The Secretary of State of Defense (UK) has been awarded US Patent No. 7,700,275, "Detection system."
Martin Lee is the sole inventor listed on the patent.
The patent covers a method for detecting the presence of a target nucleic acid sequence in a sample. The method comprises performing nucleic acid amplification on the sample in the presence of a DNA duplex binding agent, a nucleic acid polymerase, and a reagent comprising an amplification primer that can hybridize to the target sequence when in single-stranded form and which is connected at its 5' end to a probe. The probe carries a label by way of a chemical linking group, and its sequence is similar to that of the target nucleic acid sequence, such that it can hybridize to a complementary region in an amplification product, and wherein the label is able to absorb fluorescence from or donate fluorescent energy to the DNA duplex binding agent. The patent also describes methods for monitoring fluorescence of said sample.
The University of South Florida has been awarded US Patent No. 7,700,278, "Detection of red tide organisms by nucleic acid amplification."
John Paul, Mike Gray, and Erica Casper are listed as inventors on the patent.
According to its abstract, the patent covers a real-time reverse transcription PCR or nucleic acid sequence-based amplification method targeting the rbcL gene to detect and quantify the Florida red tide organism, Karenia brevis.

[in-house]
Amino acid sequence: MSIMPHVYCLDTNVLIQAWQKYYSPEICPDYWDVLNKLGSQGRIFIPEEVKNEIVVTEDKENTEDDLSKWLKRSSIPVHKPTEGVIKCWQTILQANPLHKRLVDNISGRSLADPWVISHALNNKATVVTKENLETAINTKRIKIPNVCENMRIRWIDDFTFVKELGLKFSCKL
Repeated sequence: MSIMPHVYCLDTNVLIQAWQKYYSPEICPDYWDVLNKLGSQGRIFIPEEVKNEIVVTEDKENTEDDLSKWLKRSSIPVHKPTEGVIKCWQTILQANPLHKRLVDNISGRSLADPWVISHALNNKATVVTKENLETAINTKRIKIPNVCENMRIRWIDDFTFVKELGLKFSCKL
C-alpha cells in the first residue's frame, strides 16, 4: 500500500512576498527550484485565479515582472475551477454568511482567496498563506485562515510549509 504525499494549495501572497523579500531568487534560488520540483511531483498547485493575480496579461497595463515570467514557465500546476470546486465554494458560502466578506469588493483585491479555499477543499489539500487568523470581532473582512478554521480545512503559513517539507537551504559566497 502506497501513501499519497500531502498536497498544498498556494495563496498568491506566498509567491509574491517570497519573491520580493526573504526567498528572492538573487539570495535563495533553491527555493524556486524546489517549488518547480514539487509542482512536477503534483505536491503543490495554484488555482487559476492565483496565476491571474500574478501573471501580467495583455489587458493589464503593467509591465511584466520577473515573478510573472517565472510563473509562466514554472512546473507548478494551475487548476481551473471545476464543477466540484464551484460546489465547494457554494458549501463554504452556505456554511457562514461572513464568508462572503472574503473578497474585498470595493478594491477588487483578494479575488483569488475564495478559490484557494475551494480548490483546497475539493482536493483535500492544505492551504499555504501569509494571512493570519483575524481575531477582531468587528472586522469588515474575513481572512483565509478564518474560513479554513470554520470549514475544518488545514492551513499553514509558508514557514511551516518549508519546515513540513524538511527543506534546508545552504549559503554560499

Quest Diagnostics has been awarded US Patent No. 7,700,279, "Assay for bcr/abl gene rearrangement."
Richard Tseng and Michael Samoszuk are listed as inventors on the patent.
According to its abstract, the patent provides a simple high-throughput assay for detecting bcr/abl translocations. The method includes qualitative PCR methods for identifying the particular amplified translocation (e1a2 or b2a3/b3a2) and real-time PCR for quantifying an amount of bcr/abl transcript (e1a2, b2a3 and b3a2). Quantitative measurement of bcr/abl transcript in accordance with the methods of the invention is useful for monitoring response to therapy.
USB (Affymetrix) has been awarded US Patent No. 7,700,281, "Hot start nucleic acid amplification."
Christopher Kubu, Jeannine Muller-Greven, and Robert Moffett are listed as inventors on the patent.
The patent provides methods and compositions for performing nucleic acid duplication and amplification reactions. A single-stranded nucleic acid binding protein is selected and provided in the reaction mixture, which is assembled at a low, non-stringent temperature to include all of the necessary reagents for successful nucleic acid duplication or amplification reactions. By incorporating a single-stranded nucleic acid binding protein into the reaction mixture at low temperature, the generation of non-specific products such as amplification products is improved despite the reaction mixture having been fully assembled at a non-stringent temperature.
Epigenomics has been awarded US Patent No. 7,700,282, "Method for the carry-over protection in DNA amplification systems targeting methylation analysis achieved by a modified pre-treatment of nucleic acids."
Reimo Tetzner and Dimo Dietrich are listed as inventors on the patent.